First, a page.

Mitchell's Middle East hope
As violence escalates in the Middle East with no end in sight, a ray of hope appears with the publication of the Mitchell Report, which has given the Bush administration an opportunity to activate new diplomatic initiatives.Skip to next paragraph
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Most analysts are appropriately focused on the report's important recommendations, especially the call to end the violence and freeze Israeli settlement activity. The hope is that these may provide a way out of the crisis.
But what's missed is equally important: the commission's explanation for the violence. Its verdict is substantially at odds with the conventional interpretation of the American political mainstream, which has contributed to a passive US approach. This credible report - named after former Sen. George Mitchell, who led the international committee that examined the eruption of Israeli-Palestinian violence - should ignite a change in the narrative and in the policy.
Conventional wisdom in Washington has been that the violence that started last September after then-opposition leader Ariel Sharon visited the Temple Mount-Haram al Sharif area in Jerusalem was deliberately started by the Palestinians to pressure the Israelis to give them more than what Prime Minister Ehud Barak offered them at Camp David last July. The brunt of the blame for the escalation since was aimed at the Palestinian side, providing seeming understanding on the part of the US for Mr. Sharon's harsh measures.
The administration's own assumption - that Palestinian leader Yasser Arafat was largely responsible for the violence - has led to the closing of the door for an early meeting with Mr. Arafat. This position seemed to accept the argument that a meeting with President Bush would be a "reward" for violence. The Mitchell Report provides significant reasons for reassessment.
While the report concludes that Sharon's visit "did not cause [the] Al-Aqsa Intifada," it states clearly that this visit, which was accompanied by "over a 1,000 Israeli police officers," was poorly timed and that the "provocative effect should have been foreseen. Indeed, it was foreseen by those who urged that the visit be prohibited." It also makes clear that for the first few days after the visit, Palestinian demonstrators were unarmed, and that Israel used lethal force leading to many deaths, sparking Palestinian passions.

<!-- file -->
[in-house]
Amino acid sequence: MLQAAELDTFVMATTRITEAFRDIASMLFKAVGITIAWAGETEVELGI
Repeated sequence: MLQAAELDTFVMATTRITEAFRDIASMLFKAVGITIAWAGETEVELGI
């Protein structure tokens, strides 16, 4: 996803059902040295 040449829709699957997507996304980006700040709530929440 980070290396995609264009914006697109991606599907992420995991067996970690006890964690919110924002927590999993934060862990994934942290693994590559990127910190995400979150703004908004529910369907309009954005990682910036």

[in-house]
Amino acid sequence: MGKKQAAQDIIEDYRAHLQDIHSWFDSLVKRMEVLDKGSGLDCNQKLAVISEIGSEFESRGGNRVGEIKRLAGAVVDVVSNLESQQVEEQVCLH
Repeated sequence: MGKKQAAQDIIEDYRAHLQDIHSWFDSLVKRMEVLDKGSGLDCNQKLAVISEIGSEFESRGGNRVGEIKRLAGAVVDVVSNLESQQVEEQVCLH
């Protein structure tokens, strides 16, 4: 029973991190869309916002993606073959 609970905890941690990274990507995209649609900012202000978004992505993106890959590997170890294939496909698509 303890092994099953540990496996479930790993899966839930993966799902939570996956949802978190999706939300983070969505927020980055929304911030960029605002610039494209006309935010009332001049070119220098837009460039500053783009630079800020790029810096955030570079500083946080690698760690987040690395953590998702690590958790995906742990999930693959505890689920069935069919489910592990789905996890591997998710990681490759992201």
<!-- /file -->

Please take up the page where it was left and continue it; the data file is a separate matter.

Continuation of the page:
The report clearly states that both Israel and the Palestinian Authority have been guilty of not doing enough to avert an escalation. But this is significantly different from the simplistic and intellectually lazy explanation that blames all on an easy target for a villain: Yasser Arafat. Both sides have paid a heavy price in the current cycle, and Israelis have endured the horrifying suicide bombings against innocent civilians. For their part, the Palestinians have suffered five times the number of casualties that Israel has suffered, and the Palestinian areas, which do not have the benefits of statehood, are devastated economically and fragmented physically.
The shortcomings of their leaders cannot justify ignoring the Palestinians' legitimate plight or give license to what are surely "excessive and misdirected" Israeli measures, to use UN Secretary General Kofi Annan's appropriate words, any more than persistent Palestinian suffering can justify bombing innocent Israeli civilians.
This balanced report also takes issue with those who assert that there was a "deliberate plan by the government of Israel to respond with lethal force," even as it also states that there is no evidence that Israel made consistent efforts to use nonlethal means to control demonstrations of unarmed Palestinians. It demands steps from both sides to end the violence and begin implementing several confidence-building measures that it identifies as essential, including a call for the Palestinian Authority to make a "100 percent effort to prevent terrorist operations," and for Israel to freeze all settlement activities, including those intended to accommodate "natural growth."
These recommendations will be tough enough for the Bush administration to help implement, but they will be impossible to carry out if they do not have broad support in Washington. The place to begin is with a reassessment of the existing Washington narrative. The Mitchell Report provides such a beginning. It was prepared by a credible international commission that was sponsored by the US, set up to its liking, and headed by a prominent American. It has worked for months to find answers.
The report's explanation of events in the Palestinian territories provides the most objective assessment that we are likely to get in this difficult and emotionally charged Middle East environment.
Its credible narrative should replace the armchair verdict about the causes of violence that has taken hold in Washington, and energize constructive efforts to put an end to a cycle of violence whose outcome is sure disaster for both sides.
Shibley Telhami is the Anwar Sadat Chair for Peace and Development at the University of Maryland, College Park, and senior fellow at the Brookings Institution.
(c) Copyright 2001. The Christian Science Monitor